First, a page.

Carson Wentz Proclaims Confidence in Himself to Turn Things Around

Carson Wentz knows you're frustrated. 

He's frustrated too. But he is also confident he's going to turn it around. 

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Things haven't gone to plan this year. The Eagles are 5-6 with five game remaining and Wentz is coming off one of the worst games of his NFL career. Sure, the offensive line struggled on Sunday and his backup receivers ran sloppy routes, but Wentz needs to play better. He knows that. 

In the summer, Wentz talked about the importance of letting go of stress and playing with a sense of freedom. He hasn't looked very free recently. 

On Wednesday, I asked Wentz if it has been harder to play stress-free over the last couple of weeks. His answer was interesting. 

Not really," Wentz responded. "Just because, shoot, there's always stress, there's always pressure, there's always that stuff. For me, just to be confident in who I am, the good, the bad, the ugly. I don't really get caught up in what people say, think, whether it's good, whether it's bad. I'm confident in who I am as a player. 

"You're going to go through highs and lows, you're going to go through peaks and valleys. For me, just being confident in who I am as a person, as a player and as a man of God. That's really all that matters. 

"I have so much confidence in my ability to turn this around and do my best and get these things fixed, that I don't get too high or too low going through these things.

This is definitely a valley for Wentz, but he's trying to keep his routine. 

That means that on Sunday night, he spent time with his family and then watched the game tape before he went to sleep. 

"I try to stay the same whether we're undefeated or completely defeated," he said. "It doesn't really matter." 

When Wentz watched the game tape on Sunday night and then again on Monday morning, he had the same takeaway: He can't cough the ball up. Against the Seahawks, he fumbled three times, lost two, and threw two interceptions. 

Wentz acknowledged that it's a constant learning process to figure out when he should try to extend plays and when he should concede them. No matter what he does, Wentz insisted, he needs to learn how to make sure he doesn't turn it over.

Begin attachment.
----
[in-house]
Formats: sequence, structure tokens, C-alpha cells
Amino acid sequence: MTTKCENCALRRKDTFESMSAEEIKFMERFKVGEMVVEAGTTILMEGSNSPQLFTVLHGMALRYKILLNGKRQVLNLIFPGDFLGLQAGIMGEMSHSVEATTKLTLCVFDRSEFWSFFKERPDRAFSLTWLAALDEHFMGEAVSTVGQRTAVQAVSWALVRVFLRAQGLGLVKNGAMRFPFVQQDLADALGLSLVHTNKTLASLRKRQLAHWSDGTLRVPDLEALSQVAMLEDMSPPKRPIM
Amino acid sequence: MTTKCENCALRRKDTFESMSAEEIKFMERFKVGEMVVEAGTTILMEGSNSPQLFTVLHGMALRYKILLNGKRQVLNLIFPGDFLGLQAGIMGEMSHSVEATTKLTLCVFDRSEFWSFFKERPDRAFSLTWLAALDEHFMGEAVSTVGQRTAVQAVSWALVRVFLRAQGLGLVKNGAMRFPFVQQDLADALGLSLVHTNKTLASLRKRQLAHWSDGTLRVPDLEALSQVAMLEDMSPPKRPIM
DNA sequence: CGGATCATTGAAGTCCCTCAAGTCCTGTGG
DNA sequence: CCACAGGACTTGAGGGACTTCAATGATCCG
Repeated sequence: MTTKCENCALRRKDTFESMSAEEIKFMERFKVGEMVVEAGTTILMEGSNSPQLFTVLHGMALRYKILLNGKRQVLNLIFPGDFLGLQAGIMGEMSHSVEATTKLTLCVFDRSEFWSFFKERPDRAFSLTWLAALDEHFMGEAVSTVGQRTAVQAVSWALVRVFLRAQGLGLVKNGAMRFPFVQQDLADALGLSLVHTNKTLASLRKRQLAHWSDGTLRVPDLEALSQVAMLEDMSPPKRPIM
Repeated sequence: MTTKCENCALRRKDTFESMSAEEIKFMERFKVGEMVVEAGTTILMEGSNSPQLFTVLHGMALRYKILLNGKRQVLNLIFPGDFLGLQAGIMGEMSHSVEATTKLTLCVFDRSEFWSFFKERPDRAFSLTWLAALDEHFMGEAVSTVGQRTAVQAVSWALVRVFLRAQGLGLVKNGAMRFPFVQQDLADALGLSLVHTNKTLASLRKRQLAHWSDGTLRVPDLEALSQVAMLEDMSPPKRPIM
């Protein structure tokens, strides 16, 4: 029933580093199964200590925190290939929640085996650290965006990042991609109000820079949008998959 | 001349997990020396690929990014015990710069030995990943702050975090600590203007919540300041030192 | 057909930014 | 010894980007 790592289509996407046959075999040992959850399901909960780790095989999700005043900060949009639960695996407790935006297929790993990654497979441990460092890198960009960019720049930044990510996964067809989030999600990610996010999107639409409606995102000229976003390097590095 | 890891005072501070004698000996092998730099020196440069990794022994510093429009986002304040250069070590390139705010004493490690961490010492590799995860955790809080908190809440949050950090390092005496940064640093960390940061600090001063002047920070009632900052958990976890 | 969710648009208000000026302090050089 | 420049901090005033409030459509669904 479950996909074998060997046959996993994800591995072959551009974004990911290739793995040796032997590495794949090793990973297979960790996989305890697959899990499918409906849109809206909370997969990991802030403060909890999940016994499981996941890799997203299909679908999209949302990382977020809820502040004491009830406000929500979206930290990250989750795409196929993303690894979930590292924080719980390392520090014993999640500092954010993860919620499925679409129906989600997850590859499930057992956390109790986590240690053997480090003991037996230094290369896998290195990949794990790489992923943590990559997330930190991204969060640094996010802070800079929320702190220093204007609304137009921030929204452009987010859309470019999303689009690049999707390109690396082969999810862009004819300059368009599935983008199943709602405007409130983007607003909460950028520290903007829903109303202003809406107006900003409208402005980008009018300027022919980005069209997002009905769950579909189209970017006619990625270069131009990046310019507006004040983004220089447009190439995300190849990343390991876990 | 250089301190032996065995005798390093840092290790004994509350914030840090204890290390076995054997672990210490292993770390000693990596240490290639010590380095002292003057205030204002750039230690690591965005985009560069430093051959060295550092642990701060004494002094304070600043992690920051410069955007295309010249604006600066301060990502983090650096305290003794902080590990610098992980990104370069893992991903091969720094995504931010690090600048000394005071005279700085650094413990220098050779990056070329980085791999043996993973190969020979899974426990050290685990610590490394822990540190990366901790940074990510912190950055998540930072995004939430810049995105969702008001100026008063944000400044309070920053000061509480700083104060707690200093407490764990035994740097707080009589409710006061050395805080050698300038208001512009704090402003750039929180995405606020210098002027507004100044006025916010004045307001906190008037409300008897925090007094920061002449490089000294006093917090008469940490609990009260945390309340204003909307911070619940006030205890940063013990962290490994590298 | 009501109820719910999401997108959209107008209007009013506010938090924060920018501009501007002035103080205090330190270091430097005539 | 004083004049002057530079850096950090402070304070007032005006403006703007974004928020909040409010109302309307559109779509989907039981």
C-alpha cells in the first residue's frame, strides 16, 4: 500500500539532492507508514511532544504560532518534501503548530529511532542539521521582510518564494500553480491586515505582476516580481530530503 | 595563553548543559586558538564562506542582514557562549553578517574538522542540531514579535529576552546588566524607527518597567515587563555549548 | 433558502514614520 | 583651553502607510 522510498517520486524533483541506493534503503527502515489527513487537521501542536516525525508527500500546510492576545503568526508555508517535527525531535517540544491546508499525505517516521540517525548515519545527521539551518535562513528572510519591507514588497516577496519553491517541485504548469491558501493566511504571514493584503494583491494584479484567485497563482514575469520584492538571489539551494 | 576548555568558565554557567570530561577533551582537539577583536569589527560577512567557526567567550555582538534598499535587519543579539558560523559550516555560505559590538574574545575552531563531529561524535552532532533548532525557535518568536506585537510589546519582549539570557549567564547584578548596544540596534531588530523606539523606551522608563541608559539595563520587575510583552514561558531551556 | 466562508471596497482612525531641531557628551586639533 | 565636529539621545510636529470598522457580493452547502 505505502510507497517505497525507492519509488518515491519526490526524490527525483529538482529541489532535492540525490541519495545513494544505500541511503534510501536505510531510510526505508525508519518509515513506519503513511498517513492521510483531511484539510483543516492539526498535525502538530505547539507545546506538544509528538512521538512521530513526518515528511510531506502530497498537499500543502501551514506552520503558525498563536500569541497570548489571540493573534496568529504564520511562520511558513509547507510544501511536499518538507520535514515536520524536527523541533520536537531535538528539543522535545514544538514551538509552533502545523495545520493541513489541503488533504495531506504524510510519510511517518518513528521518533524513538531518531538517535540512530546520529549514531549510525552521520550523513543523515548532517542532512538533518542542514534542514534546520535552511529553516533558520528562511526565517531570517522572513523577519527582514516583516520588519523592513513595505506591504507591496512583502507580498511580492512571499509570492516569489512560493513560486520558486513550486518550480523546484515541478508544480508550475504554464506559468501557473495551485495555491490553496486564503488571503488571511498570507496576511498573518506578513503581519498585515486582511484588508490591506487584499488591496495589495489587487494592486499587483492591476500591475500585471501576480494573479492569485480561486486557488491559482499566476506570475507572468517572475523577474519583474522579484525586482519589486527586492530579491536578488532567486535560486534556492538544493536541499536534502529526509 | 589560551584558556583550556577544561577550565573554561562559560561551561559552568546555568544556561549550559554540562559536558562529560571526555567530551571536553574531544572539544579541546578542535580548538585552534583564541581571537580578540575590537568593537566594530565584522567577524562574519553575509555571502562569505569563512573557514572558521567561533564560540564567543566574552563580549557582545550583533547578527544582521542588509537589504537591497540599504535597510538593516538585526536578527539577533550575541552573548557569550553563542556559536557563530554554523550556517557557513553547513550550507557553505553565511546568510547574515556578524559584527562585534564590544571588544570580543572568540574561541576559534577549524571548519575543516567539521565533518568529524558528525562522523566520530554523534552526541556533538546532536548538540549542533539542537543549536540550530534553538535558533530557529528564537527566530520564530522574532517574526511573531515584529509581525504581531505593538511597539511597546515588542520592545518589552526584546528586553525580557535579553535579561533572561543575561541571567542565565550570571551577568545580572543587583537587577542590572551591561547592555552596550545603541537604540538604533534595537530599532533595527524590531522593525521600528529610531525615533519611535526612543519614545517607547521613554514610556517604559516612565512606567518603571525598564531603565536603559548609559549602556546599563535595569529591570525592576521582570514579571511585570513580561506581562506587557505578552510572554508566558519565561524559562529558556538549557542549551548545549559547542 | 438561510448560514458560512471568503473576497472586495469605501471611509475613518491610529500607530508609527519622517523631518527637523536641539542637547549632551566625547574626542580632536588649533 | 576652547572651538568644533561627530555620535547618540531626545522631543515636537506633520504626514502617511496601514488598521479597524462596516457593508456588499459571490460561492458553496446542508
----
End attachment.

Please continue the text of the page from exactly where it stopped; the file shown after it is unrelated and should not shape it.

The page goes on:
It can sometimes be a trap that players and coaches fall into, saying, "If we take away X, it wasn't that bad." But in this case it makes some sense. If the Eagles don't turn the ball over on Sunday - at least not five times! - they have a much better chance to win. Taking away turnovers wouldn't solve all their offensive problems but it would be a good start. 

The next three games - at Miami, vs. New York Giants, at Washington - are extremely winnable for the Eagles. Those three teams are all 2-9, so the Eagles have a chance to turn things around. 

For now, though, Wentz heard your boos on Sunday. And he understands them. 

"They have a right to be frustrated," Wentz said. "They play money to sit in those seats, they pay money to cheer us on and they are so passionate about it. And I'm the same way. When they're frustrated, I'm frustrated too. So, for me, just to walk that fine line and not get too high or low no matter what it is. 

"Without a doubt, they have the right to be frustrated when we're slumping the way we are these last two weeks. At the same time, I'm excited to go forward and hopefully they're excited to see us turn this thing around."

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